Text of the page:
Rian Kerrane, an associate professor of sculpture in the College of Arts and Media at the University of Colorado Denver, hosts Iron Pour outside the Arts Building on the Auraria Campus from dusk until 10 p.m. Friday. Scrap iron is heated to 2300 degrees or higher, becoming molten, and is then poured into molds — while sparks and fire fill the darkening sky. The event is free and open to the public.
Kerrane created the event in 2005 to bring attention to this creative process. She describes this effort and the few others like it around the country as an underground resurgence of industrial casting in the art studio.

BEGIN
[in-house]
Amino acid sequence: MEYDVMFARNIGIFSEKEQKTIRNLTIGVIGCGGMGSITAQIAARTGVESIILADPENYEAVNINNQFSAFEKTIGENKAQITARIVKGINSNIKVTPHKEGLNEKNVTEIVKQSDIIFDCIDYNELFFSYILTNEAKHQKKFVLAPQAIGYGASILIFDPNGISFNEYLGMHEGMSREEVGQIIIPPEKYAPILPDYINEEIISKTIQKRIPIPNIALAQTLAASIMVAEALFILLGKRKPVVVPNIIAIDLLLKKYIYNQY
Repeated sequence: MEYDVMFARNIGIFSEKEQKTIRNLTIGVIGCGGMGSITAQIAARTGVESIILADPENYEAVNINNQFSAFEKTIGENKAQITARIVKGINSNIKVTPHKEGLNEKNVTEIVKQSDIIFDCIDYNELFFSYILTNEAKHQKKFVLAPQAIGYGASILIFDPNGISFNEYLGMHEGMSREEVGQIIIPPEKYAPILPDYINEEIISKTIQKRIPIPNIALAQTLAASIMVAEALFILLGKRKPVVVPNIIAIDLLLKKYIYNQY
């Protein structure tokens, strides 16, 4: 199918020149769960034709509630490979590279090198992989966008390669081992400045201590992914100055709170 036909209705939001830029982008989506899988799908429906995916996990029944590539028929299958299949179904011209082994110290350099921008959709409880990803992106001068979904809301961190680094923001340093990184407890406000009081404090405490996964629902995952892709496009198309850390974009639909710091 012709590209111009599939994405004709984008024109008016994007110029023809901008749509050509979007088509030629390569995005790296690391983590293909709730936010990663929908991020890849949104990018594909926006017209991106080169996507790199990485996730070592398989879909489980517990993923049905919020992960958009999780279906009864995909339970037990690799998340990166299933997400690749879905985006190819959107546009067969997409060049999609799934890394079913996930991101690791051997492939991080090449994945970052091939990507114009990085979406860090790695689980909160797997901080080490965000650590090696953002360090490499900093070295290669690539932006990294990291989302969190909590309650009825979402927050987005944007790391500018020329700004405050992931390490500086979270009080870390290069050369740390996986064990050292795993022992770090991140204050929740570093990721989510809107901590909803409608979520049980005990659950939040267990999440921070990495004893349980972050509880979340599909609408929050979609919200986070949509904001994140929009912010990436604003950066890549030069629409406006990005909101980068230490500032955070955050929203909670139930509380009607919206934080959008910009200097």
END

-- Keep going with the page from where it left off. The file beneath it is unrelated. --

“Iron is the core of the earth,” she said. “Casting iron is hard work and doing it generates community. The communal aspect of doing it as a public performance makes the audience a huge part of the Iron Pour.”
The Iron Pour is a massive effort with some of the iron poured from as high as 8 feet. Kerrane describes it as being like a waterfall of iron. “It is mesmerizing,” she said. “The art is almost produced as a side effect, which is curious. The performance takes on a life of its own.” A crew of 15-20 CU Denver students, faculty and staff are outfitted in fireproof gear to complete a number of tasks.